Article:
My response to the ArchInk prompt, “The Best Rubbish.” This is one of my favorite historic artifacts I’ve observed while surveying, a small pink tube of women’s underarm and footcream deodorant from the 1930s. I went down a rabbit hole of advertising for these products from that time and they are horrendous! Who knew a lack of deodorant could shipwreck marriages? Make a woman dumb? And so much more! There’s a wonderful article by Sarah Everts in Smithsonian Magazine about how advertising companies tried to convince women they smelled bad and needed their products: https://www.smithsonianmag.com/history/how-advertisers-convinced-americans-they-smelled-bad-12552404/.
Yup, it’s all ceremonial. ArchInk Prompts 15 and 27.
There are so many ways, so many lenses, to understand the past–why just ‘box’ oneself into one kind of interpretation? ArchInk prompt #12, “box”.
Essentially the beginning of archaeology . . .Archaeology Inktober 2020 Prompt #11, ‘Act’
I don’t know about you, but I measure my year in bugs. Archaeology Inktober 2020, Prompt #7: Season.
Archaeology Inktober prompt #5, ‘Land.’
Archaeology Inktober, #3: Stone.
Archaeology Inktober is here again! I’m a bit behind, but here is prompt #2 “Below.” Now, I know that mice are a huge disturbance to subsurface deposits, but what else could sing a Disney parody?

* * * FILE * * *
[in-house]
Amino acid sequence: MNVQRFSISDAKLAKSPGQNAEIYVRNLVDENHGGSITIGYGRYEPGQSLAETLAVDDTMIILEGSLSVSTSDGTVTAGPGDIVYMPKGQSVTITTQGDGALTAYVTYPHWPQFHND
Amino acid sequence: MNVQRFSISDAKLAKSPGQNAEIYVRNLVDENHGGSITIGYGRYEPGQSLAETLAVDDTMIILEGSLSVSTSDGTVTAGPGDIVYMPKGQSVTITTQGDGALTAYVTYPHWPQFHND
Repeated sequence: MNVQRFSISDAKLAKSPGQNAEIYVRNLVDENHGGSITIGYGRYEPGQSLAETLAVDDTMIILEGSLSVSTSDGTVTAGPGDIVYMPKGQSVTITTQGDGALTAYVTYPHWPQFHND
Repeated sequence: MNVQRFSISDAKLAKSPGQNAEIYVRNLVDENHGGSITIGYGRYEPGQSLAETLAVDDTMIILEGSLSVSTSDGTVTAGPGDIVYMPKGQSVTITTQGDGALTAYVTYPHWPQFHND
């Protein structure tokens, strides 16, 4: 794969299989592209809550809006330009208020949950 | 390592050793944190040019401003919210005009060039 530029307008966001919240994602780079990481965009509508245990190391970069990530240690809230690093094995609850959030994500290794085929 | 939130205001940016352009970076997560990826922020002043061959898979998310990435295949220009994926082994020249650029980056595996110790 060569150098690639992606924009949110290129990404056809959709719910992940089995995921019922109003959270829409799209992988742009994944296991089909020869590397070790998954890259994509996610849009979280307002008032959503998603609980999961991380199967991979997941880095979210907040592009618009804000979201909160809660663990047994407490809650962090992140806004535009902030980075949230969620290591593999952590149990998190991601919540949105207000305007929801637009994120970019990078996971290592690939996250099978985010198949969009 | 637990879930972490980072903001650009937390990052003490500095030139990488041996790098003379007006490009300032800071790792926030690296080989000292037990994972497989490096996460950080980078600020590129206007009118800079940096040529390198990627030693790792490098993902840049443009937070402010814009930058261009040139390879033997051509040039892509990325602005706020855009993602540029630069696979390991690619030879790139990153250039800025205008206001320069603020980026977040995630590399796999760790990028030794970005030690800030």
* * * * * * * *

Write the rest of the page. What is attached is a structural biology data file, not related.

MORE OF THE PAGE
I made a quick kid friendly video for all of those caregivers out there, filling in the role as teachers during this crazy time. It’s the ‘ABCs’ of archaeology, with terms, bouncy music, and moving images. Some of the terms I chose are ridiculous, but you’d be surprised how hard it is to find an archaeological term for ‘Q’! Click on the link below, which will take you to YouTube.
You may be chuckling to yourself or asking ‘what on earth is a SHPO?’. A SHPO is a State Historic Preservation Officer, which was created by the National Historic Preservation Act of 1966. Every state has a SHPO and a SHPO Office. They oversee the compliance efforts of all federal agencies (i.e. BLM, NRCS, NPS, Forest Service), as well as private companies receiving federal funding. They are there to help ensure that we make a good faith effort in recording, reporting, protecting, persevering, etc. cultural resources.